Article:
NORTH NEWTON, KAN. -- By the relative randomness of alphabetical order, Greta Steingard, Henderson, Neb., was the 300th student to earn a degree in social work from Bethel College since the program was accredited in 1974. Steingard was one of nine social work majors who walked across the Memorial Hall stage on May 22. One of her two major professors, Ada Schmidt-Tieszen, was in the first class of social workers to graduate from Bethel in 1974.
Although Steingard came to Bethel on a music scholarship in 2001, she was also interested in social work, she says. She is one of three siblings who were adopted, so "social workers have influenced our lives. And I like working with and talking to people."
One of the most outstanding parts of her social work education, she says, was "how close-knit the social work community [students and professors] at Bethel has been. The classes were small, and in those intimate settings, we really got to know each other and to share. Being able to do that enhances the learning experience."
Schmidt-Tieszen was also drawn to social work because "I wanted to work directly with people," she says. Later, she became more interested in policy and in "changing people’s environments." She was associate executive director of the YWCA in Denver when Larry Friesen (Bethel’s other professor of social work) called her in 1985 to see if she would be interested in applying for a vacant faculty position in the department.
Schmidt-Tieszen was one of six social work majors who graduated from Bethel in 1974. Like Steingard, she remembers her class as "an interesting group of people all interested in serving others," with most of whom she remains friends to this day.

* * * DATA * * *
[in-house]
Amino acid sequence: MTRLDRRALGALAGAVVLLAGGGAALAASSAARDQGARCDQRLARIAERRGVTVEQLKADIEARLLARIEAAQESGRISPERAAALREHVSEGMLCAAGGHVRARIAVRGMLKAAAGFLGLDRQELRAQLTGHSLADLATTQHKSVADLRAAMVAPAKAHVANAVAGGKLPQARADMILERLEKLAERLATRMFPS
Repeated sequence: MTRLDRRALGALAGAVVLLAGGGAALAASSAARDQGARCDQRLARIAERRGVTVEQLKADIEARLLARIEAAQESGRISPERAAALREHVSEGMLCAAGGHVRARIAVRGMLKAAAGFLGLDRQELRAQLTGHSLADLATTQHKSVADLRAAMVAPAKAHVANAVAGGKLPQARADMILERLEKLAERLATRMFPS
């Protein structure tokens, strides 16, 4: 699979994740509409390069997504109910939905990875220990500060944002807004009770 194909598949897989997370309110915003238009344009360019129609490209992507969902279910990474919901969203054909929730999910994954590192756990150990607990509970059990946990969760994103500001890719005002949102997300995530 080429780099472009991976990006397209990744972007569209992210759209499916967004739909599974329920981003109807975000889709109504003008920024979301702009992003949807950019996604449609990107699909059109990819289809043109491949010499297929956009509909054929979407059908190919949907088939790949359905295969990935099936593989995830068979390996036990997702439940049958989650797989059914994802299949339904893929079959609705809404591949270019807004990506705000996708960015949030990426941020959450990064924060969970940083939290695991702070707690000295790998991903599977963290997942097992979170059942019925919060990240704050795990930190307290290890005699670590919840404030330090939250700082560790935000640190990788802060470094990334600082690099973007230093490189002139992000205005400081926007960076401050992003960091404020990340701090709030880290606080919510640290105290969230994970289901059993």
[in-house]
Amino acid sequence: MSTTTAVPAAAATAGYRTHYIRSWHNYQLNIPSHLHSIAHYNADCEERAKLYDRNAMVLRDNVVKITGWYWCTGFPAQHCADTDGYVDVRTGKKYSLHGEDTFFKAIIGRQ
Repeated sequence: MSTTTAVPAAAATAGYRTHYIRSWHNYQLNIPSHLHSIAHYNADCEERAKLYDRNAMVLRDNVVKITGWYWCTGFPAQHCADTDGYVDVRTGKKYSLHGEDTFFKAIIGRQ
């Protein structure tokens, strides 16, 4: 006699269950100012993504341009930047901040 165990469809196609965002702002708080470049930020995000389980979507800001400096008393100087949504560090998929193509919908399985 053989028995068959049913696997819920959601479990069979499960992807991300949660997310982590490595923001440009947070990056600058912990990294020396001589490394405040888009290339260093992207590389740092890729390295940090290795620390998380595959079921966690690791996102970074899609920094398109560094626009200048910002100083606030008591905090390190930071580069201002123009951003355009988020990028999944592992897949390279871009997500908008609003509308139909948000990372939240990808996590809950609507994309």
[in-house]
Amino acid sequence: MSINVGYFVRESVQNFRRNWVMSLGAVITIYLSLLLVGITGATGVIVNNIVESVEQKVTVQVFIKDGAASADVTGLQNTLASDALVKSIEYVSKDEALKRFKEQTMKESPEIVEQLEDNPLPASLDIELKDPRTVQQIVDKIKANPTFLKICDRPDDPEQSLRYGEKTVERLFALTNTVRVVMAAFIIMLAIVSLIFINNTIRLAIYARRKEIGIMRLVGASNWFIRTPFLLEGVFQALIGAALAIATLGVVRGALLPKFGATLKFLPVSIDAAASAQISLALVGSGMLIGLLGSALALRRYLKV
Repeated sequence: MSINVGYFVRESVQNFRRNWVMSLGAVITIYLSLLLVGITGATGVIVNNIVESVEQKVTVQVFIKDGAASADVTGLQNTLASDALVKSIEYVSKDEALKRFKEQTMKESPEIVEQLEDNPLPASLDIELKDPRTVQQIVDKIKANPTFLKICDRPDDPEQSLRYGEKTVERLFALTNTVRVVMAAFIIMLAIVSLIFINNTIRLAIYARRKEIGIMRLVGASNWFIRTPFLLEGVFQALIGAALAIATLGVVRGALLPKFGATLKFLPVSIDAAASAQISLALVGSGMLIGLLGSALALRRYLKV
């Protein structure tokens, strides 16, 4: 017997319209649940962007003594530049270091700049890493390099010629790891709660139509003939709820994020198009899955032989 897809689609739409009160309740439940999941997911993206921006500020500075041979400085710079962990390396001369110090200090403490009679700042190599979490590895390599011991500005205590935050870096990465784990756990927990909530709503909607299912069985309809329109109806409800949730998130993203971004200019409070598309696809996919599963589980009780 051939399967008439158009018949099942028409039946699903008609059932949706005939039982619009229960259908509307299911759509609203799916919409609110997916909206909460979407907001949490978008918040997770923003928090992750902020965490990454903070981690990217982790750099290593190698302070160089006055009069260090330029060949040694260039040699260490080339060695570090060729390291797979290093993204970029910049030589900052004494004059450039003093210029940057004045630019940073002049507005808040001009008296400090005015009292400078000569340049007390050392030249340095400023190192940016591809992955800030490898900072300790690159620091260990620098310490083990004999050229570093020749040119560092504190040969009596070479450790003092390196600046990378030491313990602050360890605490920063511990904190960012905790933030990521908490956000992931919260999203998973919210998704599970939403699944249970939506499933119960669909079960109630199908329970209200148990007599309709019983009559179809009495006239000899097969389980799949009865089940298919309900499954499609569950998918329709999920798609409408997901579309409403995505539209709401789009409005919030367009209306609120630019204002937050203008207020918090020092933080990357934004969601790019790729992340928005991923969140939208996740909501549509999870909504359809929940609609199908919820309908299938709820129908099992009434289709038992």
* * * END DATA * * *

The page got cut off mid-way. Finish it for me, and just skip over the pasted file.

In addition to Steingard, 105 students received a bachelor of arts (43) or a bachelor of science (65) degree on May 22 (two graduated in abstentia). According to John Sheriff, vice president for academic affairs, the class of 2005 comprised 44 men and 64 women from 13 states and three foreign countries (Canada, Peru and Russia). Seventy-two graduates were from Kansas, with three or more graduates each from Texas, Oklahoma, Nebraska and Minnesota.
Before the conferral of degrees, Sheriff introduced the commencement speaker, Bethel professor of psychology Paul Lewis, who was also the recipient of the 2005 Ralph P. Schrag Distinguished Teaching Award.
"Student evaluations from the 17 years Paul has taught at Bethel give ample evidence that he is a master teacher whose courses are perceived by students to have interesting material, engaging discussions and phenomenal lectures," Sheriff said. "Students credit him with making learning fun and interesting, making them open their minds and think, bringing a spirit of excitement to class and, yes, being eccentric and funny--for which they love him."
In his address, which he titled "On Reconciling the Secular with the Sacred," Lewis detailed seven virtues he said were necessary for helping to create a better world: humility, knowledge, courage, moderation, honesty, justice and piety.
"There are many other secular--meaning worldly actions and experiences--and sacred virtue sets that could have been chosen," Lewis concluded. "At this point in my life, these are the virtues I’ve selected, and have seen in you as a class and in the Bethel community: humility as a foundation for all that follows, and the capstone, piety, ultimately providing the ground for the entire set. Each virtue’s relative goodness is found in relationship to the others."
The commencement invocation was given by Randy Smith, Raleigh, N.C., father of social work graduate Emily Smith of North Newton. Another father-daughter pair was English graduate Elizabeth Zerger of McPherson, whose father, Richard Zerger, is professor of chemistry.